Until last year, chances are if the name Allison Mack rang any bells with you, it was for her portrayal of Clark Kent's friend Chloe Sullivan on Smallville. However, she's more widely known now for her involvement with NXIVM, a multi-level marketing company that has been called a cult.
The charges Mack faces center on the secret organization she allegedly formed within NXIVM, called DOS. The events that led to her April 2018 arrest are kind of confusing, so if you need a refresher or a broad overview of the case, we've got you covered.
What is NXIVM?
Pronounced like "Nexium" (but wholly separate from the heartburn medication sold under that brandname), NXIVM is a program that offers personal and professional development courses called "Executive Success Programs." The stated goals of NXIVM are to teach people how to "experience more joy in their lives". It claims to be "guided by humanitarian principles" and centered on helping members "broaden the way we currently think about problems, and to help create solutions for a kinder, more sustainable, ethical world."
Founder Keith Raniere established ESP in 1998 with Nancy Salzman (who pleaded guilty to the charges against her in March of this year). Before founding NXIVM, Raniere had a program called Consumers Buyline — a "pyramid scheme" according to the NY Attorney General — and had worked for Amway, a multilevel marketing company that sells beauty, health, and household products.Within the organization, members referred to Raniere as "The Vanguard" and Salzman as "Prefect."
The organization also had a reverence for Raniere similar to that held by Scientologists toward L. Ron Hubbard. In fact, there are a lot of similarities in the way the organizations operate, in that they each offer courses that help climb a ladder toward an enlightened state of sorts.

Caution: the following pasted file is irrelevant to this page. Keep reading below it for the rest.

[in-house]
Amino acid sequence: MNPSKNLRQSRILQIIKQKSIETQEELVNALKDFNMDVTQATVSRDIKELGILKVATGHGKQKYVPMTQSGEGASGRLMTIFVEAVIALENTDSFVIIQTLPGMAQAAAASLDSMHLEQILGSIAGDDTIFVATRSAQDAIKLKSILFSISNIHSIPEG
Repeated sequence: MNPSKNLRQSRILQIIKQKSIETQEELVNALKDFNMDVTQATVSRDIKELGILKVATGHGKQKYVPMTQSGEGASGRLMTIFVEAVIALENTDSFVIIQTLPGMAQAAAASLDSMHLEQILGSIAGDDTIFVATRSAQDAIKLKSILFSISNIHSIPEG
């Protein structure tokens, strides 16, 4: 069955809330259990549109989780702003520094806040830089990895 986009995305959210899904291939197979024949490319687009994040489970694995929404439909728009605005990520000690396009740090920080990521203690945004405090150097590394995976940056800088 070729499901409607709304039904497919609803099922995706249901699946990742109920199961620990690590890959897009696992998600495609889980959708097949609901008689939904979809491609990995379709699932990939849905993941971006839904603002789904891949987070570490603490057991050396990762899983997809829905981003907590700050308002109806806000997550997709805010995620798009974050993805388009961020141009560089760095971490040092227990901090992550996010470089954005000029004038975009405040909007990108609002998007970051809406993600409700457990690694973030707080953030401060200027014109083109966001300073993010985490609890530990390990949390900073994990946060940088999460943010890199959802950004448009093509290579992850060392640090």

The multi-day seminars, called "Intensives" ranged in length from three days to 16 days and in price from $1,200 to $7,500. Members are encouraged to recruit others to take the courses. But what elevated the organization from expensive brainwashing" (as a report by cult specialist organization The Ross Institute put it) to a criminal organization is DOS.
What is DOS and what does it mean?
DOS, also called The Vow, is a very secretive women-only organization that developed within NXIVM, where members were called "slaves" and ordered to recruit other "slaves" under penalty of punishment. As part of their initiation into DOS, the women were branded in their pelvic area with a symbol that is made from the initials AM and KR: Allison Mack and Keith Raniere. According to former members, Mack was basically the master of DOS and Raniere is her master, ergo the master of all DOS members.
Members were told this sisterhood would help them reach the next level in their spiritual growth and they were required to give over sensitive materials and information as "collateral" that could be used against them if they defected or betrayed the sanctity of the group.